The photo-realistic art is heart-stopping. You'll find yourself gazing at every page for many minutes, just absorbing the lines and colors. The pages where Anacleto was trying to be beautiful, such as Kildare's party dress, are even more amazing, but what stunned me was the richness in the detail--the turn of a leaf, the smudges on the prison walls, the expressions on Mad Ginny's face...just astounding, rich and bold, by turns tragic or transcendent.

In short, if you are at all fond of art, buy this collection. If you enjoy fantasy or adult faery tales, buy this collection. If you like beautiful women, handsome men, the unembellished grace of Nature, Greek gods, or Celtic heroes, buy this collection. Basically, just buy this collection. Once you've seen it, you won't want to be without it, and once you've read it, you'll want to be within it.
Review by Dindrane (

ARIA interior art

how to light a sig

walk the street


Kildare in bed


whales and mermaids

Ginny goes mad

Limbo Walkabout

castle in Limboland

mad Ginny remembers

in the store

aria glitter

Brian Holguin is one of those rare comic book authors who could have a five-year-old doing his illustrations and you just wouldn't care because the story would suck you completely in regardless. Fortunately for us he doesn't have a toddler, he has the terminally gifted Jay Ancleto, and if that isn't enough to send you into the throes of ecstacy then I don't know what is.

Between the two of them they conjure up an utterly believable realm where fairies and ancient gods walk among us, as human as you or I but merely gifted with magicks and a conditional immortality. Lady Kildare is beautiful, chain-smoking, leather-loving, fairie with a take-no-prisoners attitude and a day job at a curiosity shop. Pug is her tattooed, incorrigible partner in crime who's as handy with a broadsword as he is with the dispatching of a case of beer. Her cousin Gwynnion is fragiley insane in a thoroughly endearing way and it is she who serves as the catalyst for the Second Coming of The Dark One. The three of them, plus some other eccentrically magickal characters you may or may not recognize, have to trek halfway around the world, through worlds mundane and magical to try and save both realms from imminent Armageddon.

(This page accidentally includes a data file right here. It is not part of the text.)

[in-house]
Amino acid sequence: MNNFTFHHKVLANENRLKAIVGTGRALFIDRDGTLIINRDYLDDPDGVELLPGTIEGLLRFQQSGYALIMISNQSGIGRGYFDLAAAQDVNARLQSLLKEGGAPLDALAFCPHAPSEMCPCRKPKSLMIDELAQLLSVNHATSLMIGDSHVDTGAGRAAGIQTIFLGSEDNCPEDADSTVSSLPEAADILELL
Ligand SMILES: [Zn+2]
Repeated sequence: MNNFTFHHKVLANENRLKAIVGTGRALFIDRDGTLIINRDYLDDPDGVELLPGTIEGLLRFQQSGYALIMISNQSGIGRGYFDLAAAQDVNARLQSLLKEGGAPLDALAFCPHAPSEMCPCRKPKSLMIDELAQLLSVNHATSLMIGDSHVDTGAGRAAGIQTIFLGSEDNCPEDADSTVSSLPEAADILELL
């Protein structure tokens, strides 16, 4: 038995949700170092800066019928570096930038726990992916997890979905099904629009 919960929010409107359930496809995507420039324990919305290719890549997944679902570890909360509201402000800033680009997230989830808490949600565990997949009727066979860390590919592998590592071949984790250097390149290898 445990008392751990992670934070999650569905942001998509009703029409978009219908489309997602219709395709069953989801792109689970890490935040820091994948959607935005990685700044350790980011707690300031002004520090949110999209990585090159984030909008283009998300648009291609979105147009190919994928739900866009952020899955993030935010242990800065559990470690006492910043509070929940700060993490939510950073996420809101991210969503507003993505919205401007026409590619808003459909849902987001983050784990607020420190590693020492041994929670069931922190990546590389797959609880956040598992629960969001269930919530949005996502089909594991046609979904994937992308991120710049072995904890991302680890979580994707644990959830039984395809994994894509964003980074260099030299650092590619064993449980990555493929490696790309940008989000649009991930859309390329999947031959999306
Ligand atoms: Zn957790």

Which is not to say this is just one long, drawn-out, bloody swords and sorcery story. Just the opposite. There are many quiet, character development moments infused with humor; especially funny are Gwynnions meanderings in and out of sanity (Or as close to sanity as she can get) and a scene where Kildare has to deal with one ignorant customer after another until all she can do is disparagingly declare 'Oh what fools these mortals be'.

The only thing that keeps this book from being a five star read is the disconcerting jump from Ancleto to a fill-in artist- who is still very good but works in a completely different style that gives you a jarring transition- for one of the four issues. Also, Ancleto's fully shaded, photo-realistic illustrations are so perfect as-is it would have been nice to see them without computer effects layered on top of them. I defy you to look at the untouched black and white covers and sample panels at the back of the book and think that they could be improved in any way with a bit of color.

Graphic novels are the DVDs of the comic world; as such the extras are what make or break the final prouduct and Aria simply teems with them. About a third of the book is nothing but bonus material, including a cover gallery that features all the issue's covers, even the alternate ones, with all the logos removed to let you appreciate 100% of the beauty. There's also a bonus prose story by Brian Holguin and lots of assorted sketches and pin-ups by Jay Ancleto.
Review by Maggie Z (